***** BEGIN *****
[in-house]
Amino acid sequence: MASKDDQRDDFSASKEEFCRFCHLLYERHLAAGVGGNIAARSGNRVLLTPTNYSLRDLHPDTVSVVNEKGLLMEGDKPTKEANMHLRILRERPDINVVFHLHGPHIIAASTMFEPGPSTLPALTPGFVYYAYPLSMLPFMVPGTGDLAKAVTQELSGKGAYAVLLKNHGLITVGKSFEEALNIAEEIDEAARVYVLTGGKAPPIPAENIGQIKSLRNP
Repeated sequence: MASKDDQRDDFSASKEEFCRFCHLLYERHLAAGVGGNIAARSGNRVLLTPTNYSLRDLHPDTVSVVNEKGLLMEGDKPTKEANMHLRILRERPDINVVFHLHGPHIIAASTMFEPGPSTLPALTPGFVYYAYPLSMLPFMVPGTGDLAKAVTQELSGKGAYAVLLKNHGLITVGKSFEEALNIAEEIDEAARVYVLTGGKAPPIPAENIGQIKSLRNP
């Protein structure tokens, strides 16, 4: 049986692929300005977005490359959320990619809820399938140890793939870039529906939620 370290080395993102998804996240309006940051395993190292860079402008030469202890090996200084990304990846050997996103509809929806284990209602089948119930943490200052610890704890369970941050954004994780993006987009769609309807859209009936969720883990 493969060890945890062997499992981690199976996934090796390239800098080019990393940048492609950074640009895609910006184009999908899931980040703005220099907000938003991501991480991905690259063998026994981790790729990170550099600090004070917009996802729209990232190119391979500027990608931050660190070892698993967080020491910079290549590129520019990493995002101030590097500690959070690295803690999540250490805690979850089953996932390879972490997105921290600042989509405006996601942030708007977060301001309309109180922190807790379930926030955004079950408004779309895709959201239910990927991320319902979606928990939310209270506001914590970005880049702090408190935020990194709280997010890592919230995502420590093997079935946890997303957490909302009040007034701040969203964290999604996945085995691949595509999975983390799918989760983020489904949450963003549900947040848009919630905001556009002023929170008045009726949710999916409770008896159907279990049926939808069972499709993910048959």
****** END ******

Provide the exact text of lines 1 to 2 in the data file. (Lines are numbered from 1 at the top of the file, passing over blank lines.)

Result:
[in-house]
Amino acid sequence: MASKDDQRDDFSASKEEFCRFCHLLYERHLAAGVGGNIAARSGNRVLLTPTNYSLRDLHPDTVSVVNEKGLLMEGDKPTKEANMHLRILRERPDINVVFHLHGPHIIAASTMFEPGPSTLPALTPGFVYYAYPLSMLPFMVPGTGDLAKAVTQELSGKGAYAVLLKNHGLITVGKSFEEALNIAEEIDEAARVYVLTGGKAPPIPAENIGQIKSLRNP